New Zealand has been in the news lately for sweeping housing legislation that effectively abolishes single-family zoning throughout most of Auckland, Hamilton, Tauranga, Wellington, and Christchurch.
But before I get into how this will all work, here’s a bit of background from an article that Matt Gurney wrote talking about Toronto’s inability to build affordable housing and create safe streets:
Now it’s time to segue back to the New Zealand thing, and there’s no particularly graceful way to do it, so I’ll just be blunt and inelegant: the federal government in New Zealand intervened on local housing rules because there was a crisis that local leaders were unable or unwilling to address. New Zealand has severe housing-affordability challenges (though Canada seems determined to close the gap). This has been a problem in New Zealand for years, and not enough was done, so the federal government stepped in… The government expects this to immediately spur construction of new housing units.
It is no doubt a top down approach. But we all know how difficult it is to build anything at all when you start from the other end.
So the way this new legislation will work is that it forces local councils to allow landowners to build up to 3 homes and 3 storeys on most lots. This is instead of 1 home per lot. The maximum site coverage has also been increased to 50%. And all of this will be available on an as-of-right basis, so no special permissions or variances needed.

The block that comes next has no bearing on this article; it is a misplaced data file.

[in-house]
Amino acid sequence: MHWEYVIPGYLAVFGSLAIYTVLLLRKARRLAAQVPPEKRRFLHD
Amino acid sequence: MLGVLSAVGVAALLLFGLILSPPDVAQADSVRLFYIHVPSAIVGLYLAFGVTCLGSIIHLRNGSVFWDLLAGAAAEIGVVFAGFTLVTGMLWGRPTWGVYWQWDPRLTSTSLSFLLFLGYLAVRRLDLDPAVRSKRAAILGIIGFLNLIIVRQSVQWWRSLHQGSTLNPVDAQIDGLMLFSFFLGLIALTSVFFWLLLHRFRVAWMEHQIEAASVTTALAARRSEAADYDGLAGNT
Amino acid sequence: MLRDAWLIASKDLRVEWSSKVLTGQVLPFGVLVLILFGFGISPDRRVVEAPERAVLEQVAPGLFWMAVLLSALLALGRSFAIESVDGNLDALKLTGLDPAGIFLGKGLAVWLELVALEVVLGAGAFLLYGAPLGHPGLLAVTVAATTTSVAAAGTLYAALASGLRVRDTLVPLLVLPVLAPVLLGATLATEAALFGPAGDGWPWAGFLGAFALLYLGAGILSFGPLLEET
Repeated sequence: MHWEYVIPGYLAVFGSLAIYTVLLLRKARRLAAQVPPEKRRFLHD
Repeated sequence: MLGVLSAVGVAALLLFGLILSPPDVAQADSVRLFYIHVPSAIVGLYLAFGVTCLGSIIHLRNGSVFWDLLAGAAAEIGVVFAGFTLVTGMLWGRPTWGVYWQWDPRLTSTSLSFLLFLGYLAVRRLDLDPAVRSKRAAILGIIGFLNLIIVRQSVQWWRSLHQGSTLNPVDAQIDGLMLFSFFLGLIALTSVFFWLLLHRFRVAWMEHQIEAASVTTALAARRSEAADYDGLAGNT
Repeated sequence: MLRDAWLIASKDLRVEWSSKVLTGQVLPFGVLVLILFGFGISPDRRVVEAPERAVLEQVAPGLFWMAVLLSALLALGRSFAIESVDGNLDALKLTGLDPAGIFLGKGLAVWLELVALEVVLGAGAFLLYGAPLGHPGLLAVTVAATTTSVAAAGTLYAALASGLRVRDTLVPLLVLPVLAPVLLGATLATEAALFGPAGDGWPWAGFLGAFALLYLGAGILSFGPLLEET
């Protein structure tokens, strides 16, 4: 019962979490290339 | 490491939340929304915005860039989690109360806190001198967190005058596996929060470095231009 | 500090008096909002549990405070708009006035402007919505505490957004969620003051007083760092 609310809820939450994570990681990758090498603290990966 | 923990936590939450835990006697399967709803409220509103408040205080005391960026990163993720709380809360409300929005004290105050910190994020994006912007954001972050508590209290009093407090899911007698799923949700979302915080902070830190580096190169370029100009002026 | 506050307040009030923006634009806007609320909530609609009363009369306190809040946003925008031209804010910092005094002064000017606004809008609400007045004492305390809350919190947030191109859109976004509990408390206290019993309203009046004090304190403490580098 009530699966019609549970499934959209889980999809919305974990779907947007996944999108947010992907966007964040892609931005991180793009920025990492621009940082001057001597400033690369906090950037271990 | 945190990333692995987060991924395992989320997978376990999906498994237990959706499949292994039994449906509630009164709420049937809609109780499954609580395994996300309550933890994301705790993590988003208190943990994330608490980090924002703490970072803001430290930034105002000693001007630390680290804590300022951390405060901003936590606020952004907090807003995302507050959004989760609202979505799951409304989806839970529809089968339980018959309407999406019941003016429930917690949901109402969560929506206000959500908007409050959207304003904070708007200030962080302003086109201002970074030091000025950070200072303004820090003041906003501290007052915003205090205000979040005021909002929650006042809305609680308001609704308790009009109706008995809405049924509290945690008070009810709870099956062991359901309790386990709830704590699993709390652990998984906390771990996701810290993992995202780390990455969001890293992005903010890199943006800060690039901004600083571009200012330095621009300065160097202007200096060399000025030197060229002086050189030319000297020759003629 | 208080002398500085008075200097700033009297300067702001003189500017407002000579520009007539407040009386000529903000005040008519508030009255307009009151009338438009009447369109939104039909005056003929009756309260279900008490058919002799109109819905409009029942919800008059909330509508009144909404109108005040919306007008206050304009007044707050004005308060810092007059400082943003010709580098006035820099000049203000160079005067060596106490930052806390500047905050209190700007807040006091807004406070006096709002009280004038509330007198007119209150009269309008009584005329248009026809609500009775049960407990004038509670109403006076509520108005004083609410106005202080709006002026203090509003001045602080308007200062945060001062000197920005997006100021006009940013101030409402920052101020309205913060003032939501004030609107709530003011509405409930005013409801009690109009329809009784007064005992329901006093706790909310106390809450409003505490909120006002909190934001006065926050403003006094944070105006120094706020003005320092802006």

The pitch is that this will unlock as many as 105,000 new homes in already built-up areas. This is, of course, a good thing for a whole host of reasons. It uses land and infrastructure more efficiently, it makes public transit more viable, and it increases housing supply in a highly constrained market.
I suspect that we will be seeing a lot more of this in the coming years.
I suppose that like a lot of other things that are good for everyone we will see a bunch of local opposition as well.. petitions, marching in the streets, lying in front of bulldozers etc. (believe it or not I actually had that happen on a project)
I think there is going to be an interesting debate about how much “localism” there should be. When “localism” starts to inhibit / prevent the delivery of larger strategic concerns (affordable housing, Climate change initiatives, etc), I think it will be overridden.
I suspect that the Anglosphere has over adopted “localism” to the dis-benefited of the wider society and there will be a swing away from “localism”, but hopefully never to the extent that motorways can be bulldozed through cities
Japan mandates zoning from the top. The video below is a good little explainer
I understand, Germany has the right to build in their laws, which along with the ability for long term rentals has prevented such an affordability crisis.